All of this is to introduce a beautiful concert I was able to attend Friday evening, thanks to the kindness of one of the performers. I heard the New York Choral Society perform Mr. Rossini's Petite Messe Solennelle. I'm a lover of vocal and choral music and a veteran church music singer. Choral music gets me right here. (You know where I'm pointing, gentle reader. Sure you do.)
As the program notes (by Maureen Hopkins, copyright 1998) inform us, petite refers to the performing resources as intended by Mr. Rossini, and solennelle refers to the occasion for which it was intended, a high mass. The mass was originally scored for a small choir, two pianos, and harmonium. We heard it on Friday with a large choir (almost too large for the stage), two pianos, and a pipe organ, at Alice Tully Hall.
Wikipedia tells us that Mr. Rossini wrote the following preface upon completion of the mass:
Good God—behold completed this poor little Mass—is it indeed sacred music [la musique sacrée] that I have just written, or merely some damned music [la sacré musique]? You know well, I was born for comic opera. Little science, a little heart, that is all. So may you be blessed, and grant me Paradise!
I only knew sections of the work before last night, but am now totally enchanted by the work as a whole. I smiled through much of the performance, and I walked away determined to own at least one recording and a score. (I have added two recordings to my Amazon store at the right. Please to be clicking for that and all your Amazon.com shopping.)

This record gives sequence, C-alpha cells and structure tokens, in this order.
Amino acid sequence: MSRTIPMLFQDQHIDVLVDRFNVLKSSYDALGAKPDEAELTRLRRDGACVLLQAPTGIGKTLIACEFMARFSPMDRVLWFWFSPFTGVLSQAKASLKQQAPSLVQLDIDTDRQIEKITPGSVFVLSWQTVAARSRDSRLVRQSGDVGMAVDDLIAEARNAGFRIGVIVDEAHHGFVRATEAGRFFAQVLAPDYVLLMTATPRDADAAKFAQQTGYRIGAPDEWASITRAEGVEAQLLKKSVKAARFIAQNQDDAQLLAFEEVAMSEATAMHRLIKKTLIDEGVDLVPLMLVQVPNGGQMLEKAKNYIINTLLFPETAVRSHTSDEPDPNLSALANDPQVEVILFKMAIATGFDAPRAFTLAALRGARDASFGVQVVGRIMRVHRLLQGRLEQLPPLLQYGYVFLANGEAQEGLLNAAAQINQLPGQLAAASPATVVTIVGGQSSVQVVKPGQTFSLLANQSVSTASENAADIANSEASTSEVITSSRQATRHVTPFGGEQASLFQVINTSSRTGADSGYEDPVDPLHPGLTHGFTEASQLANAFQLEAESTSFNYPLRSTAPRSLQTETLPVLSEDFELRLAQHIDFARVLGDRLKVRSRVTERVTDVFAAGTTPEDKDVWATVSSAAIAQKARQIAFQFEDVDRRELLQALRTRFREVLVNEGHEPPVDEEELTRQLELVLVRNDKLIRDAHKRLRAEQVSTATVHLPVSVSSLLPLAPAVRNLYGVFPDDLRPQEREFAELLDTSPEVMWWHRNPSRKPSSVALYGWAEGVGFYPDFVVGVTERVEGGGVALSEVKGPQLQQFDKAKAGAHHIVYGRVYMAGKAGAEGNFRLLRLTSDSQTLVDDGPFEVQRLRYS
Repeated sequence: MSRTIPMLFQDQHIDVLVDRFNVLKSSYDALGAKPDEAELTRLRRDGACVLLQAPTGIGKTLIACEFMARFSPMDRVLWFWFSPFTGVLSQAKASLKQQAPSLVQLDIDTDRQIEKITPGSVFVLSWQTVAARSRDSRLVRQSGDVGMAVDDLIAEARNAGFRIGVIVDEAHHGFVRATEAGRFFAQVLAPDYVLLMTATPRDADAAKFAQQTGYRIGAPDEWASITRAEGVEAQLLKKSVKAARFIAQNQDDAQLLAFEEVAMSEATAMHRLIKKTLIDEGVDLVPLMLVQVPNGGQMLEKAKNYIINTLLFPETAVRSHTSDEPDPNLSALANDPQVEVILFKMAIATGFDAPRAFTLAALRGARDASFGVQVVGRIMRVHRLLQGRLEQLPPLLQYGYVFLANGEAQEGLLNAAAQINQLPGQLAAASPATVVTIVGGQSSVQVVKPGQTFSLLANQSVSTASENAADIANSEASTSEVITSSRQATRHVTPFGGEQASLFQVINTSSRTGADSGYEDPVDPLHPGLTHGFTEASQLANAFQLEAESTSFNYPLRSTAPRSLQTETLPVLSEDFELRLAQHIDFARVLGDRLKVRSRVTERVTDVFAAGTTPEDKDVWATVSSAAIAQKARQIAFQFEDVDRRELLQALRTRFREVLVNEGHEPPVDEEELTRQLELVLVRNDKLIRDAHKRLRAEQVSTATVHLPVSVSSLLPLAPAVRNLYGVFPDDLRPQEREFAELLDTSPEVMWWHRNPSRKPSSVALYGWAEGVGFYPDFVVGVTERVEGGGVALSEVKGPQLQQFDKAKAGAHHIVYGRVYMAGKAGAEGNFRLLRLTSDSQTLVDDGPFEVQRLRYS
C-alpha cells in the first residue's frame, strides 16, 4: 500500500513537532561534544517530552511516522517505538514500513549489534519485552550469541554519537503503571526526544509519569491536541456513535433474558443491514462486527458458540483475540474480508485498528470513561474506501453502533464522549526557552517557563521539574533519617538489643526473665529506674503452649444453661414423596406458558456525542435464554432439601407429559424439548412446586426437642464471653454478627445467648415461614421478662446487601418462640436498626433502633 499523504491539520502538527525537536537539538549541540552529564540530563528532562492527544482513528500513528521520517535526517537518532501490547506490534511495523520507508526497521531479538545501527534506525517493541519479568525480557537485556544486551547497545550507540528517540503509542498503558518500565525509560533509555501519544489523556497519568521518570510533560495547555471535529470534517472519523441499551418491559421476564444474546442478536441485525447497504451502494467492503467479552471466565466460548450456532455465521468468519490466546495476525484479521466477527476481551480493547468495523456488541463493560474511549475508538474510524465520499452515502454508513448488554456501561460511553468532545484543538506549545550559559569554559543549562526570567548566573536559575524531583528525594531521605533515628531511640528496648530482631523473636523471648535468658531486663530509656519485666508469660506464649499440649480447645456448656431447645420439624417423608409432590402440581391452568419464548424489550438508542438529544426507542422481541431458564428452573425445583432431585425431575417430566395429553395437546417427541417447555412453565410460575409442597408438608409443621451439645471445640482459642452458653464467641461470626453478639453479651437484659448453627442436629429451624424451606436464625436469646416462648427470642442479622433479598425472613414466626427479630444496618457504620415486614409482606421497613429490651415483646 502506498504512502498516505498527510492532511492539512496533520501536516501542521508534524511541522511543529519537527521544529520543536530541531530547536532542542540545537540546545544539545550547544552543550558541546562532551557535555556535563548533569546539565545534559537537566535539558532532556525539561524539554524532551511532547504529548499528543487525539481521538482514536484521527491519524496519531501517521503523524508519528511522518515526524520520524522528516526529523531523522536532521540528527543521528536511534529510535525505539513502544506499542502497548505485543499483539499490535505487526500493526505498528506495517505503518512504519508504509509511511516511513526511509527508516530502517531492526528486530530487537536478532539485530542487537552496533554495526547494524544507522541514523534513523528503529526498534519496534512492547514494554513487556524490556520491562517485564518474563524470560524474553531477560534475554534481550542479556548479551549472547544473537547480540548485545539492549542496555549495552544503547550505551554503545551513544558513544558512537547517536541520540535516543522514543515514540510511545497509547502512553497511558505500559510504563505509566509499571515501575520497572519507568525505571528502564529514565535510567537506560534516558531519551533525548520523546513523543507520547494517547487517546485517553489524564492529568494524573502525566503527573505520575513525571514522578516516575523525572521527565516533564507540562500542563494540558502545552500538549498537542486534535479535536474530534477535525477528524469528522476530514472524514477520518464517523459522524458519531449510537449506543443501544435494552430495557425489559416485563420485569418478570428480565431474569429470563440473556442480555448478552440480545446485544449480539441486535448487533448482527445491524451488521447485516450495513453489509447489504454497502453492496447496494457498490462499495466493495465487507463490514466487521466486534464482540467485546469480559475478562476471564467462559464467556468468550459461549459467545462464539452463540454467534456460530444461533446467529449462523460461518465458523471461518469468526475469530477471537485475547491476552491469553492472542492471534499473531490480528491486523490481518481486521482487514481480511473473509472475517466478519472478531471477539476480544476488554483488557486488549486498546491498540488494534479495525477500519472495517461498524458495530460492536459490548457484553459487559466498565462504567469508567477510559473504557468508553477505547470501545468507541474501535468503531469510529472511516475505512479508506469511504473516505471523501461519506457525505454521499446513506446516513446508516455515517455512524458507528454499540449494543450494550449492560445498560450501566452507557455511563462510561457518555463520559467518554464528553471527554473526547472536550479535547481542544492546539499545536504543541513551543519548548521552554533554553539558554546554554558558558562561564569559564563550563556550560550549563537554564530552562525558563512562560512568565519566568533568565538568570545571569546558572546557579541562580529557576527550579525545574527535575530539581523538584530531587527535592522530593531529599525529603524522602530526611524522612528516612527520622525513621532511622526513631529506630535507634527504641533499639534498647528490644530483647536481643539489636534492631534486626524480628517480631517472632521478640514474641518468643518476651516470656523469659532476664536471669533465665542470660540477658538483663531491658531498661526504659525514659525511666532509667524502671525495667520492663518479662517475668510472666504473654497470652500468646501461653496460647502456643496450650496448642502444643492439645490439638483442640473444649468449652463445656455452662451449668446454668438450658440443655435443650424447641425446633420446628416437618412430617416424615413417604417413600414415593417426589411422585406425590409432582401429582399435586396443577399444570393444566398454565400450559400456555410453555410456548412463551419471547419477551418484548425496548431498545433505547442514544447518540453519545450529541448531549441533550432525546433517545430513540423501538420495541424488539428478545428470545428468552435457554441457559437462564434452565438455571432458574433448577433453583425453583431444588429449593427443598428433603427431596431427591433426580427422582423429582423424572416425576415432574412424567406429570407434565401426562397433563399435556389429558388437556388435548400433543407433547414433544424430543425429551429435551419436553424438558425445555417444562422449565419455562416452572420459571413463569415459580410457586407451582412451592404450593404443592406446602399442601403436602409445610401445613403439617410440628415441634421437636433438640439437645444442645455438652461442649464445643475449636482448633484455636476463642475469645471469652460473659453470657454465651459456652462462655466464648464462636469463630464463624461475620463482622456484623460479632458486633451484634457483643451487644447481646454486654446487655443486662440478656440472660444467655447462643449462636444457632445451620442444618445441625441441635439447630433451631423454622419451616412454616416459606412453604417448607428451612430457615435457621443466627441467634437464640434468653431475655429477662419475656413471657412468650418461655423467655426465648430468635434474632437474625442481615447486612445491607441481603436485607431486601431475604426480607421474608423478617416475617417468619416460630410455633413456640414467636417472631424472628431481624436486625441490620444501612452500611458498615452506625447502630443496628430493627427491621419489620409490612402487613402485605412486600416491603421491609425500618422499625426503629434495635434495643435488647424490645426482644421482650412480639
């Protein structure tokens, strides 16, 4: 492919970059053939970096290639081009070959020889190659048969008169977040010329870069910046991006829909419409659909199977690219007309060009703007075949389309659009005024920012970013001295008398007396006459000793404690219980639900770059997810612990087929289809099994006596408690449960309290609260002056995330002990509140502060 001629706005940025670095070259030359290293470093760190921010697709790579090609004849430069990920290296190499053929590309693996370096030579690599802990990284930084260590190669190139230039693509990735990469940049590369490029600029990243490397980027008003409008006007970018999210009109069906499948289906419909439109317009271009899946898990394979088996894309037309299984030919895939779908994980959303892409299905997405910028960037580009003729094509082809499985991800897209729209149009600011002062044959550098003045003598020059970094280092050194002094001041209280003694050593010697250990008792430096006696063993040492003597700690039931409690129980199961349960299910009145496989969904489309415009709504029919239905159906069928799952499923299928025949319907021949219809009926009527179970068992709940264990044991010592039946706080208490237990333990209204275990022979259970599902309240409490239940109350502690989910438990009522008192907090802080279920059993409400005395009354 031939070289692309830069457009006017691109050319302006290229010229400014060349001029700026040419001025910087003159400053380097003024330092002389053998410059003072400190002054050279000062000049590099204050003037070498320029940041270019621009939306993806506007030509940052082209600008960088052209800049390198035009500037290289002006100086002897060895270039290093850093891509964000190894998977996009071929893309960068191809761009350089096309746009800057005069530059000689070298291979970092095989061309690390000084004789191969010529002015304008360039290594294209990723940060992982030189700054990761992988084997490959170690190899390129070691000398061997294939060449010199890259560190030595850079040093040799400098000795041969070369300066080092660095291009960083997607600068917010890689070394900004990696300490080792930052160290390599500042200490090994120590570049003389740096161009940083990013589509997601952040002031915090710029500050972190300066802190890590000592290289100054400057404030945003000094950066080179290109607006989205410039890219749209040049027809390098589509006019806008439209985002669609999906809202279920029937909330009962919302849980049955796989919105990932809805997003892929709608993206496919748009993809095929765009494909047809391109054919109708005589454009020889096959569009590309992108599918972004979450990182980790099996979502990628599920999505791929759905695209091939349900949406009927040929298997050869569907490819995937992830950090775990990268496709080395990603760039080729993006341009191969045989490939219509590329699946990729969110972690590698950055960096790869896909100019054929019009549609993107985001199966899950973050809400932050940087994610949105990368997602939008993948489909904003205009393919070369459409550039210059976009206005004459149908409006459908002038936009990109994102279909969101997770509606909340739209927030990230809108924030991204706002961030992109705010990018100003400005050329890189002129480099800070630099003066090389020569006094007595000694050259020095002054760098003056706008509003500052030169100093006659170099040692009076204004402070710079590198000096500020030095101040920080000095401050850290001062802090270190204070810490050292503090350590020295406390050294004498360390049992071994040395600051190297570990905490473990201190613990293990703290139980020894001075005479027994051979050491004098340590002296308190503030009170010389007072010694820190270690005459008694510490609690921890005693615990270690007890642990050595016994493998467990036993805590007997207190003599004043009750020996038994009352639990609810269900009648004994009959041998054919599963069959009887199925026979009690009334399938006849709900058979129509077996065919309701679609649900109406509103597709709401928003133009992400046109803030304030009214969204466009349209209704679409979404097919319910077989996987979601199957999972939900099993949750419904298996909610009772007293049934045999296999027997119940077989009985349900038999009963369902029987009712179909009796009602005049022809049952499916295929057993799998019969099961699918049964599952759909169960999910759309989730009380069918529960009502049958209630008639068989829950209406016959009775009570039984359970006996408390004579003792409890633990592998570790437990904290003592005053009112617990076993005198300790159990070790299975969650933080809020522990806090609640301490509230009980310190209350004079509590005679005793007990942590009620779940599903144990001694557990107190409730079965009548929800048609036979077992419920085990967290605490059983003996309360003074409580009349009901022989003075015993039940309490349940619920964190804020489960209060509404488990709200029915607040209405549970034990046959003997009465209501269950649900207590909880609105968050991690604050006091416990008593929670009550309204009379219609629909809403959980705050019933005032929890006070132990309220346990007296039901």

I wish my seats had not been so good. I think I'd have heard the organ better from farther back in the auditorium, and would likely not have heard some of the individual choristers--nice voices, of course--but rather a more unified sound. These are just quibbles (just like my complaint about wearing wrist watches with formal wear--what, you have some place to be?), and overall it was a fine performance. The New York Choral Society is a good group, and although I'm not sure I'd give them prizes for subtlety, they sang the work with love and care under the direction of John Daly Goodwin.
The quartet of soloists was excellent. I've written of bass Daniel Mobbs before. He sang Oroveso in last summer's Norma at Caramoor, and I wrote at the time that I liked him very much. He sang the bass solos with the tonal beauty and musical subtlety of a very intelligent performer.
Tenor Michele Angelini has a glorious voice and is quite a handsome lad, and will likely go far--among this season's engagements are Armida at the Met--but one longed for a little more subtlety. Whither phrasing? My one-word impression of him was young--not in sound, which was fresh and free, but rather in musical approach and, it must be said, in stage deportment. Was the high D at the end of Domine Deus really necessary? (And he needs better shoes to go with his tux.)
Soprano Joyce El-Khoury and mezzo Marjorie Elinor Dix both looked lovely and sang beautifully. The soprano aria O salutaris hostia, one of the sections of the work I was unfamiliar with, was perfectly beautiful in the hands of Ms. El-Khoury. She sings with a rich, even tone and phrasing. Ms. Dix gave us a stunning performance of the Agnus Dei, alto solo with choir. An interesting way to end the piece, but very effective.
I simply can not neglect the beautiful and sensitive playing of David Gifford at the piano. The two-piano and harmonium version worked for me largely because of Mr. Gifford's intelligent and musical playing of what we might otherwise expect to be orchestra passages. The audience awarded him a well-deserve and very vocal ovation at the end of the concert.
My divine weekend continues with today's HD matinee broadcast of Iphigénie en Tauride from the Met and a performance of Piazza Navona by Opera Manhattan Repertory Theatre this evening. I also have several singer profiles in the works, a series I began last fall but haven't been able to continue with until now. I'm going to be very posty for the next few days!
My companion for the concert was Lucy, creator Opera Obsession blog. Check her out.